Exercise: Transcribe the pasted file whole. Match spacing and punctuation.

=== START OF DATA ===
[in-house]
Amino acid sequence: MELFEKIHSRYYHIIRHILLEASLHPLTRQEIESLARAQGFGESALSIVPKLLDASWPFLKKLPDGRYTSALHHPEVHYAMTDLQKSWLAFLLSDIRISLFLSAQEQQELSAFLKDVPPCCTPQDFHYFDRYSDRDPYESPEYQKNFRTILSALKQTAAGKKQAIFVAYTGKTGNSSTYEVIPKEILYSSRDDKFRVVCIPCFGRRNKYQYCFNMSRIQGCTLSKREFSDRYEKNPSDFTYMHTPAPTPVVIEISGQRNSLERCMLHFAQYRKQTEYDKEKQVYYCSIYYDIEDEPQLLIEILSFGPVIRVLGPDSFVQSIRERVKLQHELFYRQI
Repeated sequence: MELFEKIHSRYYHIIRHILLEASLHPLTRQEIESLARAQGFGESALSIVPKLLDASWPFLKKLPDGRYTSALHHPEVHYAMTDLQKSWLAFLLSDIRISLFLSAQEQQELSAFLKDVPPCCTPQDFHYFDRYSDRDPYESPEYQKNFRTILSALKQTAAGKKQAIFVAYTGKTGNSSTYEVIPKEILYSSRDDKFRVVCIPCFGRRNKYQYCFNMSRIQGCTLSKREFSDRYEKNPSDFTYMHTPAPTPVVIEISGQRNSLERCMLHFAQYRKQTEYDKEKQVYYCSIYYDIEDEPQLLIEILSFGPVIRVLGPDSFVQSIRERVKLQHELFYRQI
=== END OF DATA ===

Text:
[in-house]
Amino acid sequence: MELFEKIHSRYYHIIRHILLEASLHPLTRQEIESLARAQGFGESALSIVPKLLDASWPFLKKLPDGRYTSALHHPEVHYAMTDLQKSWLAFLLSDIRISLFLSAQEQQELSAFLKDVPPCCTPQDFHYFDRYSDRDPYESPEYQKNFRTILSALKQTAAGKKQAIFVAYTGKTGNSSTYEVIPKEILYSSRDDKFRVVCIPCFGRRNKYQYCFNMSRIQGCTLSKREFSDRYEKNPSDFTYMHTPAPTPVVIEISGQRNSLERCMLHFAQYRKQTEYDKEKQVYYCSIYYDIEDEPQLLIEILSFGPVIRVLGPDSFVQSIRERVKLQHELFYRQI
Repeated sequence: MELFEKIHSRYYHIIRHILLEASLHPLTRQEIESLARAQGFGESALSIVPKLLDASWPFLKKLPDGRYTSALHHPEVHYAMTDLQKSWLAFLLSDIRISLFLSAQEQQELSAFLKDVPPCCTPQDFHYFDRYSDRDPYESPEYQKNFRTILSALKQTAAGKKQAIFVAYTGKTGNSSTYEVIPKEILYSSRDDKFRVVCIPCFGRRNKYQYCFNMSRIQGCTLSKREFSDRYEKNPSDFTYMHTPAPTPVVIEISGQRNSLERCMLHFAQYRKQTEYDKEKQVYYCSIYYDIEDEPQLLIEILSFGPVIRVLGPDSFVQSIRERVKLQHELFYRQI